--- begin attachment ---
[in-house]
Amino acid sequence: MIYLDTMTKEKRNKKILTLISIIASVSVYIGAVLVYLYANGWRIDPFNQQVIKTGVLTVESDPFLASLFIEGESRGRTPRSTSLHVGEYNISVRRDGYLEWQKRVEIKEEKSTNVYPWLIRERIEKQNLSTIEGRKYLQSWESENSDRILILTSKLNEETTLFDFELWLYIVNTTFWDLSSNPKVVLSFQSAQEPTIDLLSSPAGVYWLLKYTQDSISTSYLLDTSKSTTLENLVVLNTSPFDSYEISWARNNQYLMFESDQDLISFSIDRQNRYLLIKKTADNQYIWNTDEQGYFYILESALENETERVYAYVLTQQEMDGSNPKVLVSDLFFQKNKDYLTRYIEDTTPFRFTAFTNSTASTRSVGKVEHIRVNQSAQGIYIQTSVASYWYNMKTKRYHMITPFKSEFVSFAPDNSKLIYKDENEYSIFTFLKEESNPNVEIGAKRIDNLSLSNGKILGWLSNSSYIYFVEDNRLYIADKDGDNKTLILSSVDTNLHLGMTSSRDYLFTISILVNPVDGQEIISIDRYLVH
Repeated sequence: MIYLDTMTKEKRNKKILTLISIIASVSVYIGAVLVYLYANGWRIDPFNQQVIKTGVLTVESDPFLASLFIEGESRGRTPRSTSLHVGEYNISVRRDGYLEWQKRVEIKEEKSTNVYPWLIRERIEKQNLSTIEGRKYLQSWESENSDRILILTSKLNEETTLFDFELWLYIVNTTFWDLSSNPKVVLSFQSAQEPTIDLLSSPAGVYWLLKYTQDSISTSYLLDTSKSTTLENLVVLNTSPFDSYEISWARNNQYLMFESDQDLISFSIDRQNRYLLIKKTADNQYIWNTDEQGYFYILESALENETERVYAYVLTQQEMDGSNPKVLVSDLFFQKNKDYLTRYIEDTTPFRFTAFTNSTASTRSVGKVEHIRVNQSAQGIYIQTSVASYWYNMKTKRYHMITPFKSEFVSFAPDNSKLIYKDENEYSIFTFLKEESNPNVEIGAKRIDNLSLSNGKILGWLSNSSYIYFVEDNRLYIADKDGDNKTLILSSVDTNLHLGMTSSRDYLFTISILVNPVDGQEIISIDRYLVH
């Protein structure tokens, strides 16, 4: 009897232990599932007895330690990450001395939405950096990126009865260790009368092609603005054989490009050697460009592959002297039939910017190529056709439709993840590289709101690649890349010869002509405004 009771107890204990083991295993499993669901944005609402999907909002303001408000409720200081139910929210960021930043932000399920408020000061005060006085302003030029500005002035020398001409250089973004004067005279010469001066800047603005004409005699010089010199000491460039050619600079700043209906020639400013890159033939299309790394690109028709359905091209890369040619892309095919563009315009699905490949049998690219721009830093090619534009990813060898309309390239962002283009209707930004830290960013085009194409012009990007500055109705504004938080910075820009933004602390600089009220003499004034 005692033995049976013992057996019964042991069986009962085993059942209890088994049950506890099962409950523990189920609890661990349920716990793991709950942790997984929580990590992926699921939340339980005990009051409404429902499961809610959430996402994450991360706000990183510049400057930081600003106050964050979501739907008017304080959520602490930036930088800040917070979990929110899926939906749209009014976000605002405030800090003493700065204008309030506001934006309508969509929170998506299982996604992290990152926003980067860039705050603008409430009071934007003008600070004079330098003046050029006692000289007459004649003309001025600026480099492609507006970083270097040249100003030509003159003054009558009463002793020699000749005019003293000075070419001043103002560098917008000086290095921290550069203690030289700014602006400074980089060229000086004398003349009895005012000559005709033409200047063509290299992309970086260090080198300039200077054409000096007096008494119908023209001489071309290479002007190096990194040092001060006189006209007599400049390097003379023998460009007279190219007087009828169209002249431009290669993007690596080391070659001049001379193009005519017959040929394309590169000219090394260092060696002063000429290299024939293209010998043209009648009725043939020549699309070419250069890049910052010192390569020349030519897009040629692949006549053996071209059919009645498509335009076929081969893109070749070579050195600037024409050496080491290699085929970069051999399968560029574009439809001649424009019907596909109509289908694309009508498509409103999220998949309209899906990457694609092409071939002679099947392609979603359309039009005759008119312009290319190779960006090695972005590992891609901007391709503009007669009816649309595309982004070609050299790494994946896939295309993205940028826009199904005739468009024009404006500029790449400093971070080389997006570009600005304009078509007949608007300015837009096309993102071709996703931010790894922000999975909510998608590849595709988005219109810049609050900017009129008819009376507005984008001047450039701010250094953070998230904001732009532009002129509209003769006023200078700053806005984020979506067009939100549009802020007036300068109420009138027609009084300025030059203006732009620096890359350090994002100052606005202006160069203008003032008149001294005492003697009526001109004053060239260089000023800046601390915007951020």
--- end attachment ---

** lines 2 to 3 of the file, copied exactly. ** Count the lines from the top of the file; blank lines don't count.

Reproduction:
Amino acid sequence: MIYLDTMTKEKRNKKILTLISIIASVSVYIGAVLVYLYANGWRIDPFNQQVIKTGVLTVESDPFLASLFIEGESRGRTPRSTSLHVGEYNISVRRDGYLEWQKRVEIKEEKSTNVYPWLIRERIEKQNLSTIEGRKYLQSWESENSDRILILTSKLNEETTLFDFELWLYIVNTTFWDLSSNPKVVLSFQSAQEPTIDLLSSPAGVYWLLKYTQDSISTSYLLDTSKSTTLENLVVLNTSPFDSYEISWARNNQYLMFESDQDLISFSIDRQNRYLLIKKTADNQYIWNTDEQGYFYILESALENETERVYAYVLTQQEMDGSNPKVLVSDLFFQKNKDYLTRYIEDTTPFRFTAFTNSTASTRSVGKVEHIRVNQSAQGIYIQTSVASYWYNMKTKRYHMITPFKSEFVSFAPDNSKLIYKDENEYSIFTFLKEESNPNVEIGAKRIDNLSLSNGKILGWLSNSSYIYFVEDNRLYIADKDGDNKTLILSSVDTNLHLGMTSSRDYLFTISILVNPVDGQEIISIDRYLVH
Repeated sequence: MIYLDTMTKEKRNKKILTLISIIASVSVYIGAVLVYLYANGWRIDPFNQQVIKTGVLTVESDPFLASLFIEGESRGRTPRSTSLHVGEYNISVRRDGYLEWQKRVEIKEEKSTNVYPWLIRERIEKQNLSTIEGRKYLQSWESENSDRILILTSKLNEETTLFDFELWLYIVNTTFWDLSSNPKVVLSFQSAQEPTIDLLSSPAGVYWLLKYTQDSISTSYLLDTSKSTTLENLVVLNTSPFDSYEISWARNNQYLMFESDQDLISFSIDRQNRYLLIKKTADNQYIWNTDEQGYFYILESALENETERVYAYVLTQQEMDGSNPKVLVSDLFFQKNKDYLTRYIEDTTPFRFTAFTNSTASTRSVGKVEHIRVNQSAQGIYIQTSVASYWYNMKTKRYHMITPFKSEFVSFAPDNSKLIYKDENEYSIFTFLKEESNPNVEIGAKRIDNLSLSNGKILGWLSNSSYIYFVEDNRLYIADKDGDNKTLILSSVDTNLHLGMTSSRDYLFTISILVNPVDGQEIISIDRYLVH